House debates

Wednesday, 19 June 2013

Questions without Notice

Climate Change

2:21 pm

Photo of Adam BandtAdam Bandt (Melbourne, Australian Greens) Share this | | Hansard source

My question is to the Prime Minister. Earlier this week the government's Climate Commission issued a report outlining some sobering facts about global warming. Prime Minister, does the government accept the facts in the report that 'burning all fossil fuel reserves would lead to unprecedented changes in climate so severe that they will challenge the existence of our society as we know it today' and that 'most fossil fuels must be left in the ground and cannot be burned'? Given these facts, why is the government continuing to expand the export coal industry?

Photo of Julia GillardJulia Gillard (Lalor, Australian Labor Party, Prime Minister) Share this | | Hansard source

I can assure the member for Melbourne that I am aware of the updated Critical decade report of the Climate Commission that shows that there is stronger evidence than before of rapidly changing climate—that is, there is stronger evidence than before of dangerous climate change. The government, understanding that climate change is real, that it is caused by human activity, has already put in place the policies and plans to tackle dangerous climate change—that is, we have recognised that the best way of reducing carbon pollution is to put a price on carbon.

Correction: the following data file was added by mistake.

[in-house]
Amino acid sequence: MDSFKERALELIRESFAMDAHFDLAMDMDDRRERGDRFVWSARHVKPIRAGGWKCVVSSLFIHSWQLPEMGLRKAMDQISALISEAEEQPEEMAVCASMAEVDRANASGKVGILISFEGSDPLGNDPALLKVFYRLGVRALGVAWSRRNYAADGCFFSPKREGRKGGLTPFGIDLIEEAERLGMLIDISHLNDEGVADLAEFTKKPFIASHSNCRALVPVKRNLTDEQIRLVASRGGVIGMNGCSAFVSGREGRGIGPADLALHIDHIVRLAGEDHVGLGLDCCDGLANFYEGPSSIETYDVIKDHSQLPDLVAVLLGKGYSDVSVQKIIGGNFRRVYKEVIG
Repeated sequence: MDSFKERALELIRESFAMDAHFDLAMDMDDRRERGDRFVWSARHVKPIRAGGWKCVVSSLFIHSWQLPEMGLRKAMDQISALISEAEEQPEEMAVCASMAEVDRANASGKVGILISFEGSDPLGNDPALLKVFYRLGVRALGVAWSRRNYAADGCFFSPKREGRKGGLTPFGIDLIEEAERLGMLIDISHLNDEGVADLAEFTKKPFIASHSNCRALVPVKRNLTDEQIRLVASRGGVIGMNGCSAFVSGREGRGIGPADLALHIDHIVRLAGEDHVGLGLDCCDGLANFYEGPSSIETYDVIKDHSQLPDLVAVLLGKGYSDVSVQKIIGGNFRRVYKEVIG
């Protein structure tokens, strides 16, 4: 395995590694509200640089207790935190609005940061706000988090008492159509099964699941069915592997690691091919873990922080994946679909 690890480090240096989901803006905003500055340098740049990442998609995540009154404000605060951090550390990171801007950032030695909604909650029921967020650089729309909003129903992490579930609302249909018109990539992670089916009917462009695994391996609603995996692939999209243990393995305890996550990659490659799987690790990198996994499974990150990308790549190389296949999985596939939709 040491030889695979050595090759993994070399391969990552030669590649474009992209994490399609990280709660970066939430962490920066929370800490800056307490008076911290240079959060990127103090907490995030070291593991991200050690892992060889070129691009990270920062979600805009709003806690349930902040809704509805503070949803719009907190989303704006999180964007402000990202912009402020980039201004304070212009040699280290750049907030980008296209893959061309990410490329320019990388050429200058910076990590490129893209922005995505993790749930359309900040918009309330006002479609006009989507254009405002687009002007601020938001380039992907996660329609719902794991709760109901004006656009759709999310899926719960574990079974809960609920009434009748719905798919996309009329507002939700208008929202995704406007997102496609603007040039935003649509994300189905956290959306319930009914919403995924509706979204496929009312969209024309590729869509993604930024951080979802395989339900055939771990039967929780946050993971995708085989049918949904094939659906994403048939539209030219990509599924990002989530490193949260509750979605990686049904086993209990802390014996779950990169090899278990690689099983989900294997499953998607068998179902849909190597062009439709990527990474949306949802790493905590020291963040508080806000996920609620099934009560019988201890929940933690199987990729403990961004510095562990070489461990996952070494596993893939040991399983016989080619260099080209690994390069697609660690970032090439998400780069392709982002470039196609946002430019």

The member for Melbourne knows that in this parliament this has been a very vexed debate, even though the Leader of the Opposition and so many people who sit behind him sat in the Howard government cabinet and said that, yes, they believed in putting a price on carbon and that they, the Leader of the Opposition and so many others on the front bench, went to the 2007 election, saying that they believed in putting a price on carbon and that if they were re-elected they would create an emissions trading scheme.

But, unfortunately, instead of following through with that Howard government policy design in opposition and maintaining their beliefs, the opposition have gone for the cheap and reckless politics that we have seen played out in our nation since. Even today we have seen the opposition talking about carbon pricing. I was actually astonished that the shadow Treasurer would come into this parliament and ask about comparative pricing of carbon with nations overseas when for most of this parliament the opposition have marched into this chamber pretending that no-one else in the world prices carbon. Well, there is that shattered by themselves today. They now acknowledge that other people price carbon. So what is their remaining argument? Other people price carbon, so that is gone. They have acknowledged that today. They were interjecting instead. Apparently they have got some issues about the price, not recognising of course that for our trade exposed sectors the effective carbon price is $1.30.

To the Leader of the Opposition and to those who peddle the nonsense on that side of the parliament, can the Leader of the Opposition say—will he ever say, will he say in this parliament or anywhere else—that the plan that they have costs the Australian community less per tonne of carbon pollution removed from our atmosphere than the government's plan? If he is saying that—and apparently he is—then he ought to produce some facts and figures that stack that up, because that claim is patiently absurd. He is asking the nation to pay more to deal with dangerous climate change. We stand for the most efficient way of doing it, as did Prime Minister John Howard.